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14. Police video (e.g, body camera footage, dashcam videos)

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  • California

    Recordings of critical incidents, defined as including incidents involving the discharge of a firearm at a person by a peace officer or custodial officer and incidents in which the use of force by a peace officer or custodial officer against a person results in death or great bodily injury, are public, subject to certain limitations and exceptions.  Cal. Gov’t Code § 6254(f)(4).

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  • Georgia

    With certain exceptions, Georgia law requires video recordings from law enforcement body-worn devices and devices inside of law enforcement vehicles to be retained for a minimum of 180 days. O.C.G.A. § 50-18-96. Unless part of an initial arrest or incident report, the recordings may be exempt from disclosure under the Act’s pending investigation or prosecution exception or if made in a place where there is a reasonable expectation of privacy. § 50-18-72(a) (4), (26.2).

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  • Iowa

    Video recordings may not be subject to disclosure under Iowa Code § 22.7(5).  Disclosure will depend on whether the recording record is considered a report and investigatory. Neer v. State, 2011 Iowa App. LEXIS 154 (Iowa Ct. App. Feb. 23, 2011).  Though police investigatory reports do not lose their confidential status when the investigation ends, Iowa Code § 22.7(5) allows for “an exemption from confidentiality for basic facts about the incident” if the litigant can show that the public good of disclosure outweighs the associated public harm. Mitchell v. City of Cedar Rapids, 926 N.W.2d 222, 232 (Iowa 2019).

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  • New Mexico

    These are public except for the portions of law enforcement records subject to the exemption set forth in NMSA 1978 §14-2-1(D).

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  • Vermont

    A public record includes “any written or recorded information, regardless of physical form or characteristics, which is produced or acquired in the course of public agency business.” 1 V.S.A. § 317(b).  Thus, police videos would constitute public records under the Public Records Act.  Indeed, the Vermont Supreme Court recently analyzed a public records request to inspect body camera footage from the Burlington Police Department, see Doyle v. City of Burlington Police Dep't, 2019 VT 66, ¶ 2, and the Burlington Police Department’s Department Directive on Body Worn Camera Systems contemplates that requests for copies of videos will be made pursuant to the Public Records Act.  See https://www.burlingtonvt.gov/sites/default/ files/Police/files/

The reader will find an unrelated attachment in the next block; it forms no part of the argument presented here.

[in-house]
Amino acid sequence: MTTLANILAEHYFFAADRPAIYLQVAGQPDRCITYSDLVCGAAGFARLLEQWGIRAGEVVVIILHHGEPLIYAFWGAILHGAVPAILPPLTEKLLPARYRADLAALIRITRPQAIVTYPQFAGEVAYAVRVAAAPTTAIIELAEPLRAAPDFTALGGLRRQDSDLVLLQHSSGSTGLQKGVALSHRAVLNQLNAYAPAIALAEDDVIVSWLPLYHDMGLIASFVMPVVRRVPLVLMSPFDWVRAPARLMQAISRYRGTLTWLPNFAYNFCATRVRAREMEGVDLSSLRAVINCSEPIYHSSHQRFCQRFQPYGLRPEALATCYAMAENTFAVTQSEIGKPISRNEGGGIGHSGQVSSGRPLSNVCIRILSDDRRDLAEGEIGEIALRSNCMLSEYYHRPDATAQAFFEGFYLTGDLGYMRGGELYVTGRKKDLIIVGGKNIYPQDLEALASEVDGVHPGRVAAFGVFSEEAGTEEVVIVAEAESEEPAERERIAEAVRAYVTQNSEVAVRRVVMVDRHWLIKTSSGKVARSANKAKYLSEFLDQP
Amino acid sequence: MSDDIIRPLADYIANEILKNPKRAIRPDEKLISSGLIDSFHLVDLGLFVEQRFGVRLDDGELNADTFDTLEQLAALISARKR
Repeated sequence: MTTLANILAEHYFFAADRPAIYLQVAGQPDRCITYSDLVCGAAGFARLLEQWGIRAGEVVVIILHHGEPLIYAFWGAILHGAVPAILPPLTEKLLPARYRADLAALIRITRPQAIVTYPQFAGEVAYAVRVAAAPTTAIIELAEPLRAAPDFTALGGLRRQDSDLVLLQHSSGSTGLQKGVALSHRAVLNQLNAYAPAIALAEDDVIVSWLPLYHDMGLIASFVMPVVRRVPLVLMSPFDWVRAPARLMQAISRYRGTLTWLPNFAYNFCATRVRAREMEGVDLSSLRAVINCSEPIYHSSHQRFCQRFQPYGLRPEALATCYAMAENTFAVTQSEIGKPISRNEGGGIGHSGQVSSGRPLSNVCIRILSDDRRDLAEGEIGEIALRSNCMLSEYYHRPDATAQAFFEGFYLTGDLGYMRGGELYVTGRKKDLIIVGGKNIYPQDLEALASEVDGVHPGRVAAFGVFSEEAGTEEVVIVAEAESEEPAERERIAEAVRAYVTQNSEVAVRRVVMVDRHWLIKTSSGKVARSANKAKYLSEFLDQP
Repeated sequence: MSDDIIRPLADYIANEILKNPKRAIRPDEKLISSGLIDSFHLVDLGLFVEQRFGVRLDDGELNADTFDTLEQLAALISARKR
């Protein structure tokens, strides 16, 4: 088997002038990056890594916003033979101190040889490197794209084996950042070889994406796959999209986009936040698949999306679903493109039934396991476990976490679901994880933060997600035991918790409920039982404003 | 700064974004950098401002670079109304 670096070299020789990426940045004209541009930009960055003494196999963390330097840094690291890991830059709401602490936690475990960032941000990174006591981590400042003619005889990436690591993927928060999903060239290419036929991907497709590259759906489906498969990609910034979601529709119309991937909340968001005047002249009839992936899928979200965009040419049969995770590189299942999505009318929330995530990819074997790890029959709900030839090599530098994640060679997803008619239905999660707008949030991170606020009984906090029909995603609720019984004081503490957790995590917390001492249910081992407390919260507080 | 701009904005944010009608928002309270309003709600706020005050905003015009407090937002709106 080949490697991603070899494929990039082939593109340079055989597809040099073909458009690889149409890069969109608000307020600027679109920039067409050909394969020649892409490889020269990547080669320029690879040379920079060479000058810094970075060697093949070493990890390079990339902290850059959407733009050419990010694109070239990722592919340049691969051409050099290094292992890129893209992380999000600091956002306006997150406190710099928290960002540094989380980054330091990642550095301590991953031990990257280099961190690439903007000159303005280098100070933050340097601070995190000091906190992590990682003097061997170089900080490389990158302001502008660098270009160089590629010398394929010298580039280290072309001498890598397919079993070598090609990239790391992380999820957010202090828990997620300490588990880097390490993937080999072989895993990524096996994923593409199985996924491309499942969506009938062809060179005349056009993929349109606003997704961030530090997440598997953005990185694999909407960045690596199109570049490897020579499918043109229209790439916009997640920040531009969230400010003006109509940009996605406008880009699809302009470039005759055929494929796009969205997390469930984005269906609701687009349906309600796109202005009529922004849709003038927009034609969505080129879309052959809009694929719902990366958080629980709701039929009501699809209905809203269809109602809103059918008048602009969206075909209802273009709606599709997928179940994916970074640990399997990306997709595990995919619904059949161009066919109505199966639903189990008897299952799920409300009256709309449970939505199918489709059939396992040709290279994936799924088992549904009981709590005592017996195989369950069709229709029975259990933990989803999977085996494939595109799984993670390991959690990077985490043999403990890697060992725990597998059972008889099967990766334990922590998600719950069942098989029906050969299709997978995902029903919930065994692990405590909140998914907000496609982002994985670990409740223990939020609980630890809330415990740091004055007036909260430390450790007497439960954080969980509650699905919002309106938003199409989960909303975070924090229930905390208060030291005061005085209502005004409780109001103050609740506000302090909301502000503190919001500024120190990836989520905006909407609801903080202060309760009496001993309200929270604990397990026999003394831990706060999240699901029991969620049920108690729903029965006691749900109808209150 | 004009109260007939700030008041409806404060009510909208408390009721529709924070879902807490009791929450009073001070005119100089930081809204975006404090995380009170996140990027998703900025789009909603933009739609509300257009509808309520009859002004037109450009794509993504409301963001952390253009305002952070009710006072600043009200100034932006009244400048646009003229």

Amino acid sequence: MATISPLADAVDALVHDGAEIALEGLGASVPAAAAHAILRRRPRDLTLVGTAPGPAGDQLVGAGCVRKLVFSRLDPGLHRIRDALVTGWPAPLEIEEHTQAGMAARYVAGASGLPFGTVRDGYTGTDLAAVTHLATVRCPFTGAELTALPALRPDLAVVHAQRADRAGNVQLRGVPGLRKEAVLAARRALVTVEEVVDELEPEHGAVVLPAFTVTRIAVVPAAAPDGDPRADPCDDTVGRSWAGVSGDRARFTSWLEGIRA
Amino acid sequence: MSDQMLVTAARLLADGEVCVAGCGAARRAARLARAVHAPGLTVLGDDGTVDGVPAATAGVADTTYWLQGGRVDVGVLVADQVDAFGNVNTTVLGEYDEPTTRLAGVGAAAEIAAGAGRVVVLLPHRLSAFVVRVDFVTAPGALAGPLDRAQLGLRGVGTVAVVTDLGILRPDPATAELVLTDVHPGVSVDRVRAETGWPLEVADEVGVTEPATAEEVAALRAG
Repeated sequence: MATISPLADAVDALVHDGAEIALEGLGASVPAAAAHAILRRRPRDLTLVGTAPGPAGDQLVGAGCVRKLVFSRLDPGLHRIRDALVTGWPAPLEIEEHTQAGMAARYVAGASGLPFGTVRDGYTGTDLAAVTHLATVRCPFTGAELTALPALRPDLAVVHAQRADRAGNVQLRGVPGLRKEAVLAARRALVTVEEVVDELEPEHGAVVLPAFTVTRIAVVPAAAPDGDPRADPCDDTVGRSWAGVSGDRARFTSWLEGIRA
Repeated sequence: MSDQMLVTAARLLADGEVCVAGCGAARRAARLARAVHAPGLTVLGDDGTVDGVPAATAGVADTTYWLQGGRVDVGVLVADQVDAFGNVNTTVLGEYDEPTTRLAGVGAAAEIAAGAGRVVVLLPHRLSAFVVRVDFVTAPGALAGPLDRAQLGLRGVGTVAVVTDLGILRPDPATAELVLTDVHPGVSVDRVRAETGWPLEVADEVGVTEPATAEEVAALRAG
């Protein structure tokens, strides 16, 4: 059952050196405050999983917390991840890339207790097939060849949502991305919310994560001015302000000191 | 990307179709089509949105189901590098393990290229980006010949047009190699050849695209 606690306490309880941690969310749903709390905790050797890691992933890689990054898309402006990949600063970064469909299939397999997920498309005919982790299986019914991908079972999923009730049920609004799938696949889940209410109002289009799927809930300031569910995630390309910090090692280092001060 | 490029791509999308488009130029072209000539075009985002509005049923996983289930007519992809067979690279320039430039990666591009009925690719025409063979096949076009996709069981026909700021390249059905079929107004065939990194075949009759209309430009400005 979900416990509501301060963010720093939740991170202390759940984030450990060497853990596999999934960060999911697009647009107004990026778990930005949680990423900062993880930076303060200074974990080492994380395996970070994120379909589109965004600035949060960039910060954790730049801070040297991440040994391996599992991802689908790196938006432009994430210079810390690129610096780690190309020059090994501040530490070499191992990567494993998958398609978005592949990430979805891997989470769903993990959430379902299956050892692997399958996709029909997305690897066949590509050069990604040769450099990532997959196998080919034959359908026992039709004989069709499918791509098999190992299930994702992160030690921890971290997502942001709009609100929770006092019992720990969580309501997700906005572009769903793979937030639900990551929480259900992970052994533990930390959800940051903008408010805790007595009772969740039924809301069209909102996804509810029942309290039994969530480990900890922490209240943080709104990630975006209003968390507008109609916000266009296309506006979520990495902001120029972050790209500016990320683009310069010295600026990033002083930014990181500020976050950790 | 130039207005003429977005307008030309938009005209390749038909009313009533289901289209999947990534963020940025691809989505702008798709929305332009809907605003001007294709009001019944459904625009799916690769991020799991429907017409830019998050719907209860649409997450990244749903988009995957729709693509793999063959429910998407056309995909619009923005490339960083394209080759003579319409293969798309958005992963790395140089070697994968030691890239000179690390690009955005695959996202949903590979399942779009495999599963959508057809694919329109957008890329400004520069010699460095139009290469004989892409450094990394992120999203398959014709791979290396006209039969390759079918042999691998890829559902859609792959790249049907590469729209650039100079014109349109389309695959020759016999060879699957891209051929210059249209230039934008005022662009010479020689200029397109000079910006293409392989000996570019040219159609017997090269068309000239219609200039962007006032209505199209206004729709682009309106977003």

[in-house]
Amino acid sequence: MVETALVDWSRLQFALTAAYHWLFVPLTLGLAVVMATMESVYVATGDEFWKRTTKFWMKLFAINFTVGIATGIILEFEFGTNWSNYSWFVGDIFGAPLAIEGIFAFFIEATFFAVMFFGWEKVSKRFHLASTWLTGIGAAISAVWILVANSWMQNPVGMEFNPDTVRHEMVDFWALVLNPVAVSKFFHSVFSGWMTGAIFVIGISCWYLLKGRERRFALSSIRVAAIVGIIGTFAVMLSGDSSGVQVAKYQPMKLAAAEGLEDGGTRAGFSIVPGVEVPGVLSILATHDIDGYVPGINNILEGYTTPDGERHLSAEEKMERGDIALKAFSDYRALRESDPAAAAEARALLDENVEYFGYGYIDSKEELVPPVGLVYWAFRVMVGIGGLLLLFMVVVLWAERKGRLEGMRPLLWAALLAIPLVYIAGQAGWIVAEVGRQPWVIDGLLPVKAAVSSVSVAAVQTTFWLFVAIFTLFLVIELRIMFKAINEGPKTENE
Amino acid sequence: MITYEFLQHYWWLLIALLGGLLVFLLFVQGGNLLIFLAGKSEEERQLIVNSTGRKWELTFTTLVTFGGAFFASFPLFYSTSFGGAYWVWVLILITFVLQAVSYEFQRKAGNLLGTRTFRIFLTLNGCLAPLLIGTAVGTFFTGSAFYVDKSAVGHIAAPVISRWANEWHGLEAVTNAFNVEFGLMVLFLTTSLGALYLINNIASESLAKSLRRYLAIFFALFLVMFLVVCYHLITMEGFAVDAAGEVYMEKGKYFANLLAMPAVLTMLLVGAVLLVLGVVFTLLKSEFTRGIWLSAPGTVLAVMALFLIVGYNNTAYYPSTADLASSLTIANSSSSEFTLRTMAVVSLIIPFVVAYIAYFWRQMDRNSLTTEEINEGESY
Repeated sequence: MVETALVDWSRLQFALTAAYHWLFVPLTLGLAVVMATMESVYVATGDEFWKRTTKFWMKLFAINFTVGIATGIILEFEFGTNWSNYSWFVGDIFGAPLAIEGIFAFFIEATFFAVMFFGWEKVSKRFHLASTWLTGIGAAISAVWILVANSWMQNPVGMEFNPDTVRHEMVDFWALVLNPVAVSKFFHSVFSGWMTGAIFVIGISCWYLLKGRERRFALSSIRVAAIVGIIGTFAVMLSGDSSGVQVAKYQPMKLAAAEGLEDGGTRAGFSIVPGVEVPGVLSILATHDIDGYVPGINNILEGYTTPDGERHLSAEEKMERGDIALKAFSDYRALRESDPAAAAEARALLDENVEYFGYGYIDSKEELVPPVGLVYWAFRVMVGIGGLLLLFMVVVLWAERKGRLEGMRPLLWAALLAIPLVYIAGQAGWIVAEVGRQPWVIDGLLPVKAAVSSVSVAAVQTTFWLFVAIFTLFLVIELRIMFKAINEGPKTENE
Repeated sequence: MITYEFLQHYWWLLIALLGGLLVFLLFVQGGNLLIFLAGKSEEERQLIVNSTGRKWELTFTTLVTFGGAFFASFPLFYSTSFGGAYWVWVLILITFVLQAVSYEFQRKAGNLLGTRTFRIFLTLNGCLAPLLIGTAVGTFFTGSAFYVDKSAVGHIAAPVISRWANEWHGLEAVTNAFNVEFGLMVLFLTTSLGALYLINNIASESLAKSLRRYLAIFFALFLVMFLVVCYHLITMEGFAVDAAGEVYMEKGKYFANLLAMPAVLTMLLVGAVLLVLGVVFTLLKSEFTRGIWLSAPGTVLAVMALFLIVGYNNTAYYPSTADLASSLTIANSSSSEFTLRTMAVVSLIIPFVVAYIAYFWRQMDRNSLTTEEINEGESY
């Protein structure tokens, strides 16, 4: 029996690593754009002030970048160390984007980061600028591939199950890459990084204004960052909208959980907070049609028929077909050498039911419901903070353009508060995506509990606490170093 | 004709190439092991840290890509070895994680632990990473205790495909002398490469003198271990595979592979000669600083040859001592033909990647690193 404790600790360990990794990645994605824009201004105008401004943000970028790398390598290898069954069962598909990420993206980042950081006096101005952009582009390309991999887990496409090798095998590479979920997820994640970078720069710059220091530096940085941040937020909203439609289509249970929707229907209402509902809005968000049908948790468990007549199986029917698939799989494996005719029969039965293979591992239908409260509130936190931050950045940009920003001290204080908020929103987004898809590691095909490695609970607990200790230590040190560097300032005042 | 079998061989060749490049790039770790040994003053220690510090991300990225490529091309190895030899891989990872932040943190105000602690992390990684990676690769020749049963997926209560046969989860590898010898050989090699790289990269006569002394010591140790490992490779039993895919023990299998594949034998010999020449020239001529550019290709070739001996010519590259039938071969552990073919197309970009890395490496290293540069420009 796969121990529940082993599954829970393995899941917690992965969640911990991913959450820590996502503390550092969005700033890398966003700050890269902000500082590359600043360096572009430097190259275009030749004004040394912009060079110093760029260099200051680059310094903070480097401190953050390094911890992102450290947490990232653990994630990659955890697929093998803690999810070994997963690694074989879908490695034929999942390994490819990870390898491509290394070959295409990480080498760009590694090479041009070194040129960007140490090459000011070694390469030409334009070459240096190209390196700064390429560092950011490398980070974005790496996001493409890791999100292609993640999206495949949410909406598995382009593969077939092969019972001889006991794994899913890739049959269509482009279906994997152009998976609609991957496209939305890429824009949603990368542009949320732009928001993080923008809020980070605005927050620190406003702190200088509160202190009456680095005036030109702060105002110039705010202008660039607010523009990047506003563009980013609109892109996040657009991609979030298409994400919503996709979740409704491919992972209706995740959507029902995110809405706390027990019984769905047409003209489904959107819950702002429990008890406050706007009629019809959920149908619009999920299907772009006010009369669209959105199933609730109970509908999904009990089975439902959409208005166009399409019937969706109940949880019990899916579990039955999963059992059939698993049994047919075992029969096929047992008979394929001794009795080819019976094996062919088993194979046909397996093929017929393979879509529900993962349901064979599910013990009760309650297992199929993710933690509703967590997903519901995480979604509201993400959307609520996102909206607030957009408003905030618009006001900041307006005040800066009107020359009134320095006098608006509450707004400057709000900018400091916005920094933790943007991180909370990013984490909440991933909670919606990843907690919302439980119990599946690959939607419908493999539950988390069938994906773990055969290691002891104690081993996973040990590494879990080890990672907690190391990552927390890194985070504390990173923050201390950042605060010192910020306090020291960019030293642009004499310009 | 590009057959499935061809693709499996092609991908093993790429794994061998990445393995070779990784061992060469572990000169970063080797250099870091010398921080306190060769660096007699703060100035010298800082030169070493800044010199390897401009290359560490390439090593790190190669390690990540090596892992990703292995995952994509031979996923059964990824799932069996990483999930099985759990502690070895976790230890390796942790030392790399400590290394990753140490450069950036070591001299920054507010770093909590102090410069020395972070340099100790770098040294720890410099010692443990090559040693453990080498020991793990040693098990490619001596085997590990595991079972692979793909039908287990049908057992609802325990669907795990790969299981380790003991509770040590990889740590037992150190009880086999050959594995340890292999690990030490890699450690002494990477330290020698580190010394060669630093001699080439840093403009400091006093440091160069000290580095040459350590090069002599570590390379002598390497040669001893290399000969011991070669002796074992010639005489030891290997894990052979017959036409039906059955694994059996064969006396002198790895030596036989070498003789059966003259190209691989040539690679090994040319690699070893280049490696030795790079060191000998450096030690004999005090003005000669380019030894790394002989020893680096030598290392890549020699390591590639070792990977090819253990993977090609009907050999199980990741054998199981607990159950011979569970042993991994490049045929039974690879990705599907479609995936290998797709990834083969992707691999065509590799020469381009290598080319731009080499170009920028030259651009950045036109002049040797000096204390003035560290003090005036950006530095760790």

DD14.1%20-%20Body%20Worn%20Camera%20Systems.pdf for more information.

    Any requests for police video, are, however, subject to the list of exemptions contained in 1 V.S.A. § 317(c), including: 1 V.S.A. § 317(c)(5) (records dealing with the detection and investigation of crime) and 1 V.S.A. § 317(c)(14) (records relevant to an ongoing litigation in which the public agency is a party of record).

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  • Wisconsin

    Police videos are available for inspection, subject to the balancing test. A Legislative Council Study Committee recommended legislation on body cameras, but it has not passed the legislature.

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